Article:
I carry my pretty coffee mug (it's white with blue flowers, handmade in Ouray, Colorado. I also have the cream pitcher and sugar bowl. Used to have another mug, sadly, it broke) out onto the terrace, look over the wall at the late-morning Madrid foot and car traffic on our street (thankfully much more of the former than the latter) and sip coffee and enjoy the breeze and sunlight till my brain cylinders start firing and I'm finally really awake.

Usually Angela and I go through at least two moka pots between us (she's in cleaning frenzy at the moment...just defrosted the freezer, which was probably a good idea because see George has this thing where he puts a coke in there to cool and then forgets about it and, well, kaboom). Today I have a rehearsal at 12:30, after which I'll probably go with David the pianist and my friend Paco for another coffee (no, Paco, we will not go to Starbucks. I did not move all the way to Spain to go to #!%^$^#$ STARBUCKS, when now I live in the country with the best coffee I have ever had). What's really fun is when we're both sitting in the living room with our coffee, working on our computers - she translating television scripts into Spanish (she's a translator by trade) and me, at least yesterday, translating obscure French poetry into Spanish for a concert (cuz, yanno, I prefer my audience to KNOW what I'm singing about, although I gotta say this Carême stuff was hard enough to translate into English the first time, let alone Spanish now). We sit there and type, sip and curse in several different languages.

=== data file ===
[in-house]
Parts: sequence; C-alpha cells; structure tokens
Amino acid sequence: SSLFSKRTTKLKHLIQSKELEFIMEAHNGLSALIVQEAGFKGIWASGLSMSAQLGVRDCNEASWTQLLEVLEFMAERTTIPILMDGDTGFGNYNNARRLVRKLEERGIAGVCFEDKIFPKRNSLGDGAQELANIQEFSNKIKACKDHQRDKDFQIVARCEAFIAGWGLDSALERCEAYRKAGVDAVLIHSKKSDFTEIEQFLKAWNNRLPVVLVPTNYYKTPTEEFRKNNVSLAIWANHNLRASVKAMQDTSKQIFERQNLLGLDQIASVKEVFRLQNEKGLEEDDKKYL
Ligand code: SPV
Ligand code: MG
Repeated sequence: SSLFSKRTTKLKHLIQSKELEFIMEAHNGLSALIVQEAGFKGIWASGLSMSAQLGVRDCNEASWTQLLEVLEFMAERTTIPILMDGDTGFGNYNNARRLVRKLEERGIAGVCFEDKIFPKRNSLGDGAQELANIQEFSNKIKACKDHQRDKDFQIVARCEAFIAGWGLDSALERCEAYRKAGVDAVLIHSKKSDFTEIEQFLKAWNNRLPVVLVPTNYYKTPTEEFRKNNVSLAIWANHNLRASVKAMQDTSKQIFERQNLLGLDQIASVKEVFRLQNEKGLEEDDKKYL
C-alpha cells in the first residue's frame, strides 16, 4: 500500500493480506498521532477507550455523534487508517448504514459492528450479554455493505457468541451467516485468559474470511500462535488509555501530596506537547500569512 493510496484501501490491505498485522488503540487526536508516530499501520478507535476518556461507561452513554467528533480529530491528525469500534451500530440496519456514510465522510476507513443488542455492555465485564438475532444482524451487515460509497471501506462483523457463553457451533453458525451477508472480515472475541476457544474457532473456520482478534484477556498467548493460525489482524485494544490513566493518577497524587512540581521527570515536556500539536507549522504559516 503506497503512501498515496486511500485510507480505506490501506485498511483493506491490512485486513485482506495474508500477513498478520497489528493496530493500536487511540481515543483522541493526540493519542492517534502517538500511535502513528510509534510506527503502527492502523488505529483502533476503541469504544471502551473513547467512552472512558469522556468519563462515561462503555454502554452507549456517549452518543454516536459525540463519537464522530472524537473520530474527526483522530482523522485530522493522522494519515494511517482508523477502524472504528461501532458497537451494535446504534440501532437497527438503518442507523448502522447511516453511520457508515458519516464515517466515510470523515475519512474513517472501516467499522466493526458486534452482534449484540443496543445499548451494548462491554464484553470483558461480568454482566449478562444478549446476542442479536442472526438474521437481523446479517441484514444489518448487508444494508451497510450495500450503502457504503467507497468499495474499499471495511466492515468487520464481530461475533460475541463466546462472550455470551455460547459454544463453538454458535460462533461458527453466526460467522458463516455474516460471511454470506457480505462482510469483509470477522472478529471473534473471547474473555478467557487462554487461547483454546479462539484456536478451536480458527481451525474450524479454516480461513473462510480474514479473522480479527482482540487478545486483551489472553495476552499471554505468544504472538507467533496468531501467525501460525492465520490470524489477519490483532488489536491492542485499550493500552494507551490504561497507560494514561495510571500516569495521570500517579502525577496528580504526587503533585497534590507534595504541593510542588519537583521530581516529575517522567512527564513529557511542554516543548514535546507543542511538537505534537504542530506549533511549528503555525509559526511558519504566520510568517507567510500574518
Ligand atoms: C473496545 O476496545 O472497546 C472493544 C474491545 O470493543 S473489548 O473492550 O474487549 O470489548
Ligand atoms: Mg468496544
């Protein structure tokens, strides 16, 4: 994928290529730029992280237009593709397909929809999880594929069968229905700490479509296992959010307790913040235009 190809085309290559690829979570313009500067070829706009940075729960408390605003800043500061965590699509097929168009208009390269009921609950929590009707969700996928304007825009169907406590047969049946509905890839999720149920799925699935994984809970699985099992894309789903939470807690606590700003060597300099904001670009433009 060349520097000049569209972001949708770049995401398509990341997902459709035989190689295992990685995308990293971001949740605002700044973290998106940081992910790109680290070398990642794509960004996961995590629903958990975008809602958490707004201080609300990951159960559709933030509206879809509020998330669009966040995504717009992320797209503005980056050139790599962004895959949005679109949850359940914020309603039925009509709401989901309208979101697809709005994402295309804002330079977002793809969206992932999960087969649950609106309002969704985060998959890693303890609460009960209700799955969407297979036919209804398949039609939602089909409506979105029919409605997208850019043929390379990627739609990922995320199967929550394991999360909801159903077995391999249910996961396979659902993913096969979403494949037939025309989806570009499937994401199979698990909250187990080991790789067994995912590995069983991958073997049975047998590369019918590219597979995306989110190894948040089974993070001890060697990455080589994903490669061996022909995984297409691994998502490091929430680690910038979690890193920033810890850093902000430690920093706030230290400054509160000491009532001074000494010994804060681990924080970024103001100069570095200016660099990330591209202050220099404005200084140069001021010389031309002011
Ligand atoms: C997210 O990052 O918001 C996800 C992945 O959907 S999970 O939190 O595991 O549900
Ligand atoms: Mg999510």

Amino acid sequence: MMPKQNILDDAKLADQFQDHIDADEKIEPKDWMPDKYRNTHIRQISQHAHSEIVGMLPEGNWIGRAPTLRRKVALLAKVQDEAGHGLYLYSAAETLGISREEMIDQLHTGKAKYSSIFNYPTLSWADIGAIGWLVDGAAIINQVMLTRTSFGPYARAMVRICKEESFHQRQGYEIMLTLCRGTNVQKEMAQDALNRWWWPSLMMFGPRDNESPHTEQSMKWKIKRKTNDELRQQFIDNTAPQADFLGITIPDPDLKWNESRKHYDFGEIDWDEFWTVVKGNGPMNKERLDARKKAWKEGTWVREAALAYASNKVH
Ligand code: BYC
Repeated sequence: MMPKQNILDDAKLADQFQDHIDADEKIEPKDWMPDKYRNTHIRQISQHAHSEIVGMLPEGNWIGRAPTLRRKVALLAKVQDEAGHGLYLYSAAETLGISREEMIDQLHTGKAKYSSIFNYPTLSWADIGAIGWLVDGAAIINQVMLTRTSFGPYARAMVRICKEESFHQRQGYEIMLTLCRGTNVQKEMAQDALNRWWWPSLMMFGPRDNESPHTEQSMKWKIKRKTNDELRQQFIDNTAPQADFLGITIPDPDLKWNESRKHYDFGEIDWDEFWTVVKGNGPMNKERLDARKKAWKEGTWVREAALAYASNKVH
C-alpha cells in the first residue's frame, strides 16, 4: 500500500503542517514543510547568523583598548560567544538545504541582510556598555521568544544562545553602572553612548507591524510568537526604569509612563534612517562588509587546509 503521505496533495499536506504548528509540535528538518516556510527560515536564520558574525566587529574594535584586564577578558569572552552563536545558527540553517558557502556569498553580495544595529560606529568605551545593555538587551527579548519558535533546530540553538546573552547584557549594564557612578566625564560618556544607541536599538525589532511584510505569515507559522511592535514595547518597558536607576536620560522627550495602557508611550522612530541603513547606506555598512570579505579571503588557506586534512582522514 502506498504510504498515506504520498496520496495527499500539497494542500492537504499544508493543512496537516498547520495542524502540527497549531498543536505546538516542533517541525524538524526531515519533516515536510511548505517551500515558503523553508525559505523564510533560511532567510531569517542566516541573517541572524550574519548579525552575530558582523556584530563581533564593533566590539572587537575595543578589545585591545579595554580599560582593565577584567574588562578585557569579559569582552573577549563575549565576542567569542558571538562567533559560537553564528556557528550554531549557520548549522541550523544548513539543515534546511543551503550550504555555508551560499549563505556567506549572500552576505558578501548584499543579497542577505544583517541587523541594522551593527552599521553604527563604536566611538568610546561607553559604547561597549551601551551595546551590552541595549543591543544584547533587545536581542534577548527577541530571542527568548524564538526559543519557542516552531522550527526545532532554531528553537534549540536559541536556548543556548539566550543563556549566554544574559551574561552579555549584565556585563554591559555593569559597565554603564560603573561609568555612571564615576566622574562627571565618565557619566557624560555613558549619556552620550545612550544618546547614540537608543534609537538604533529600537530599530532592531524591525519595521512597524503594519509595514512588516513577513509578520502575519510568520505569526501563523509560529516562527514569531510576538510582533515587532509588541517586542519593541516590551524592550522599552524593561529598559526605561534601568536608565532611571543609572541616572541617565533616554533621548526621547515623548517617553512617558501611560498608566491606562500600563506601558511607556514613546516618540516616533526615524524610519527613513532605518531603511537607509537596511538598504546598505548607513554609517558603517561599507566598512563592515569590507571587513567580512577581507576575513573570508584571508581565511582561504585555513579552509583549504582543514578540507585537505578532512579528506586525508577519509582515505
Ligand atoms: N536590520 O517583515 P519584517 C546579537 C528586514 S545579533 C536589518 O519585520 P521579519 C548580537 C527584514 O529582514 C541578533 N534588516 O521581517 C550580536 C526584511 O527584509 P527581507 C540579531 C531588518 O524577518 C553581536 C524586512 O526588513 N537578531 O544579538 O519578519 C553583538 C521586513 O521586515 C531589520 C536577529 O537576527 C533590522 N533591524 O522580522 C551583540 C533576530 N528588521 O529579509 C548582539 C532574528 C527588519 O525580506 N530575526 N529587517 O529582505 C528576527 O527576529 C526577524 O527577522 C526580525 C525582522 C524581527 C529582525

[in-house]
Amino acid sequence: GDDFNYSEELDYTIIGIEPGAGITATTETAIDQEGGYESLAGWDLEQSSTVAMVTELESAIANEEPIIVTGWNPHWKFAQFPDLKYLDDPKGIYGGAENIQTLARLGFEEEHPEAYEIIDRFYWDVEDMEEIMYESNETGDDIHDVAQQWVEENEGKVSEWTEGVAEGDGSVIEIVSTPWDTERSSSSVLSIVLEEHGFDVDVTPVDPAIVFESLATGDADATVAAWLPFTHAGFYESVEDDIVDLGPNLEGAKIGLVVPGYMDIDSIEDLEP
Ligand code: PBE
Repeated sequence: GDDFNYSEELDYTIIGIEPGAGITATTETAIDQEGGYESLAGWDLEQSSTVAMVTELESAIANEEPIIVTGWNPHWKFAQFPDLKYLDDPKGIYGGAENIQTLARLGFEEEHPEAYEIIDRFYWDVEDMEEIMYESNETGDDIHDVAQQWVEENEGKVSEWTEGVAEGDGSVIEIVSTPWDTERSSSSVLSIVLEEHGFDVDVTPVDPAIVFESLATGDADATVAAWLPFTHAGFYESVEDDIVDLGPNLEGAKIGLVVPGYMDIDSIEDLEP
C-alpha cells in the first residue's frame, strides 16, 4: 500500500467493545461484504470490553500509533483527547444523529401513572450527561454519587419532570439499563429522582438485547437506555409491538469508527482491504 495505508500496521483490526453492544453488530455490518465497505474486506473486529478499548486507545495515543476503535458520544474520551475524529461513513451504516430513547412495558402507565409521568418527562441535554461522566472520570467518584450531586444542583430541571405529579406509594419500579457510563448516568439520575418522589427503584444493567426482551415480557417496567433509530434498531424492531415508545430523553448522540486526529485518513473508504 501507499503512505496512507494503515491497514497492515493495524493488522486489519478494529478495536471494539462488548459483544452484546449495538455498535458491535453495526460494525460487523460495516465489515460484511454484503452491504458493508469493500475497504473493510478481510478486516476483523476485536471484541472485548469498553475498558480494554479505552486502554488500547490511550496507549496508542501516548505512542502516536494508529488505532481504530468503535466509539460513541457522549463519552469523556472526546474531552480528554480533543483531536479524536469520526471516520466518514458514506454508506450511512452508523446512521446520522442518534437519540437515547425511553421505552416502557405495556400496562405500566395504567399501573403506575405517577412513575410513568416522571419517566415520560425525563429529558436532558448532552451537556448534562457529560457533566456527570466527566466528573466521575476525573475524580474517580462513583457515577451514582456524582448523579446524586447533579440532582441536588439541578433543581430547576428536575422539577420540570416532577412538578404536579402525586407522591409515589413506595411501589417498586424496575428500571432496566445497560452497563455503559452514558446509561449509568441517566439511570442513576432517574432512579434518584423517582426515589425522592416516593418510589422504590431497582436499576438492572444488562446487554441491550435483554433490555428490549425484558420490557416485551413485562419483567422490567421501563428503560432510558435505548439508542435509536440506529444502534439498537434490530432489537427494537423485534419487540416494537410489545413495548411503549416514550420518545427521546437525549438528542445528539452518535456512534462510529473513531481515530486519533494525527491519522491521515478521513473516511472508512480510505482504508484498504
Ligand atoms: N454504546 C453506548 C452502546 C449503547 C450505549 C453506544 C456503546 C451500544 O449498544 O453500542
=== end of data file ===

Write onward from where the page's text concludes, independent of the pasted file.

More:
I plan to bring back some ground, vacuum-packed fresh-roasted beans from my dad, next time I hit AZ.

When I'm on a job, it's a different story - breakfast is provided in all the hotels I've stayed in, so if I can force myself out of bed before they start serving (not an easy task when the opera started at 10pm and ended sometime around 1:30 and you didn't get back to the hotel till 3 and you were too wired to sleep till 4:30 or so), I head down, grab a yogurt and some fruit and let SOMEONE ELSE make my two cafes con leche for me (ok, bane of my life: hotels with those frigging push-button machines that make some beverage that is DEFINITELY NOT COFFEE, I don't care what it says. In those cases, I will actually head outdoors and find a restaurant and order coffee from the bar).

When I was on a job in Italy in July, I used to stagger down to the Caffe Gran'Italia in the piazza and order a cappuccino. And every. single. frigging. morning. I had to explain myself to the waiter, as ordering cappuccino after 10 am is apparently frowned upon (my explanation: I live in Spain. This IS morning. And you are not nearly cute enough to keep giving me that doubtful look before I've had my first coffee).